By their very presence: Rethinking research and partnering for change with artists and educators from Long Island's Shinnecock Nation (New York)

Diane M. Caracciolo
Teacher's College, Columbia University
July, 2006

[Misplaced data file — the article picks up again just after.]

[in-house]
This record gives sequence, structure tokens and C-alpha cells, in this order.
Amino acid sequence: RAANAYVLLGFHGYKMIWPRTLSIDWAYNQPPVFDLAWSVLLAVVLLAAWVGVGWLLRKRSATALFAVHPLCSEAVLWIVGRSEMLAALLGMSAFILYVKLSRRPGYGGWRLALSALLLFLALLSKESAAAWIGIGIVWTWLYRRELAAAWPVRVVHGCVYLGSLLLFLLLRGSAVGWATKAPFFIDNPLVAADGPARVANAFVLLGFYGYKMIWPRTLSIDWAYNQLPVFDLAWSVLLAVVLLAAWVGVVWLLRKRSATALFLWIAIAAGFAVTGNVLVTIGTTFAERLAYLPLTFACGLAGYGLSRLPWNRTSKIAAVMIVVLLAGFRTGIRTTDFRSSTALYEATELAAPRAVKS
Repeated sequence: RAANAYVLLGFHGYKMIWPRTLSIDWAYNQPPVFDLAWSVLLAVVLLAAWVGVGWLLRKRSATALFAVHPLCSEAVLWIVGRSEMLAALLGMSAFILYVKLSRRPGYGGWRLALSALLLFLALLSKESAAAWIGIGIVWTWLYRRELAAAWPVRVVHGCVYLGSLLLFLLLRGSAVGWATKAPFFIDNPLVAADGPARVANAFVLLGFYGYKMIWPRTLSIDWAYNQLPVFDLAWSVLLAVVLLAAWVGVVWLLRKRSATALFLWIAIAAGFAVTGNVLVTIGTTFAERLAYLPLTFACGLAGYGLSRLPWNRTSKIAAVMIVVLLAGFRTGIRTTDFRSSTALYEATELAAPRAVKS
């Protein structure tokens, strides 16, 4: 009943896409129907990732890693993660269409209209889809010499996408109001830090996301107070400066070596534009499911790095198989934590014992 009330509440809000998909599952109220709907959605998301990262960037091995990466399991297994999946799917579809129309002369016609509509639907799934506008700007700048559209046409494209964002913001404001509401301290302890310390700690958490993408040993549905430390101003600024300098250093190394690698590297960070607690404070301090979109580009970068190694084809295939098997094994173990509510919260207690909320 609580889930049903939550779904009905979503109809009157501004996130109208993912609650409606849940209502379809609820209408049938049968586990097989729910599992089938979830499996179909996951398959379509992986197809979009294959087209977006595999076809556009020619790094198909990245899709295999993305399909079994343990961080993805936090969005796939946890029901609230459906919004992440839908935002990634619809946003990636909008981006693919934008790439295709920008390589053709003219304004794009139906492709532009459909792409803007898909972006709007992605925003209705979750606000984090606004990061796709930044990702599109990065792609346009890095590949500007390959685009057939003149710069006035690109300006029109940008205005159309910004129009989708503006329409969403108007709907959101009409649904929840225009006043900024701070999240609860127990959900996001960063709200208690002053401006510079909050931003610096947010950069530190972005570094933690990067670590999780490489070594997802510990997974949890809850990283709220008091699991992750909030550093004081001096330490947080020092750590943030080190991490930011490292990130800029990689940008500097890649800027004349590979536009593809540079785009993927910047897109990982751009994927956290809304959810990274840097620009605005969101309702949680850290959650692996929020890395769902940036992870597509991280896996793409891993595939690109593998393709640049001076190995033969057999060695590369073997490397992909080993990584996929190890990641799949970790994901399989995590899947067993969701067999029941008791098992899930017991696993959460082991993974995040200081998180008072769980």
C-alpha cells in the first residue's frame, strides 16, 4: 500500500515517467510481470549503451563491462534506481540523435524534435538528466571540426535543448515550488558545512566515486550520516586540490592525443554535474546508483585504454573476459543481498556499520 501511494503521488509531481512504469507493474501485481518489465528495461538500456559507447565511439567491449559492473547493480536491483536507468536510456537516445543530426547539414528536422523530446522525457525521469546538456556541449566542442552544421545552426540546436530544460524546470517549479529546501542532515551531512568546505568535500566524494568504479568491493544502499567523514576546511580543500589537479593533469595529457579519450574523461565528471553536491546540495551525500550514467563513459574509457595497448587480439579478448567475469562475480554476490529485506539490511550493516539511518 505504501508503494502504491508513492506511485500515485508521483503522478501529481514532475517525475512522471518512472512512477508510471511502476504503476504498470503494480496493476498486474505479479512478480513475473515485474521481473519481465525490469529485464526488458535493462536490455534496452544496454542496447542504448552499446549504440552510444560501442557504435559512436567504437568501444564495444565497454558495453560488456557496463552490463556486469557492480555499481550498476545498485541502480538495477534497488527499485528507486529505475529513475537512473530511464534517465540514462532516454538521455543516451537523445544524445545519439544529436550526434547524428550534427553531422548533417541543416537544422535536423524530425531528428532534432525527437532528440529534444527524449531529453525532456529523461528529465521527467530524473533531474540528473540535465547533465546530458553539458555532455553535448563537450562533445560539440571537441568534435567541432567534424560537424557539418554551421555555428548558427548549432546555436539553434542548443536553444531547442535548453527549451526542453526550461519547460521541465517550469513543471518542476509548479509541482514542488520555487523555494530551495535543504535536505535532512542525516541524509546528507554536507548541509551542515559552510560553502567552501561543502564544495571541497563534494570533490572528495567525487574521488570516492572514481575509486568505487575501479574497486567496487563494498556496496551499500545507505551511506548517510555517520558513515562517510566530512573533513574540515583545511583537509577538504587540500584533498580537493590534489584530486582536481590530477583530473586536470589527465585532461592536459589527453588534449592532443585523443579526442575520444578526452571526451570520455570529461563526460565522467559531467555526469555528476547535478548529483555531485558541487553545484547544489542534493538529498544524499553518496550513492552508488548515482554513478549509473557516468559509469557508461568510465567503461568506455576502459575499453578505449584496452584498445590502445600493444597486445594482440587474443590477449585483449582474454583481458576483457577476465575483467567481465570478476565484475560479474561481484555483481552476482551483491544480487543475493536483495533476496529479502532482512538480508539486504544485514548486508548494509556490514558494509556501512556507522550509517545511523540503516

Unknown to most Long Islanders, their region, which extends over 100 miles eastward from Manhattan, contains two state recognized Native American Indian reservations---Shinnecock and Poospatuck. Long Island is home to contemporary indigenous educators, artists, lawyers, journalists, filmmakers, tribal leaders, and elders striving to maintain, strengthen, and pass on their cultural heritage within an educational, economic, and political context that more often than not excludes their perspectives and concerns. This narrative research takes as its primary focus the educational stories told by members of the Shinnecock Nation. In addition to these indigenous voices, the stories of non-Native high school and elementary school teachers from two Long Island school districts (Levittown and Mattituck) are included in the creation of a multi-voiced forum around the question of how local Native histories, cultures, and contemporary lives are represented, if at all, within the K-12 public school setting on Long Island. This study also explores emerging research methodologies arising from indigenous scholarship and documents the author's ongoing journey toward rethinking research paradigms and educational practices in partnership with the underrepresented indigenous peoples of our communities. Such collaborations, grounded as they are on respect for diverse perspectives, offer a replicable model for necessary curricular reform, one that not only impacts the ways in which Long Island teachers and children learn about the history, culture, and contemporary lives of the first peoples of their island community, but also the ways in which teacher preparation programs across the nation critically address issues of hidden curricular bias---through honoring the first voices of the land on which they live.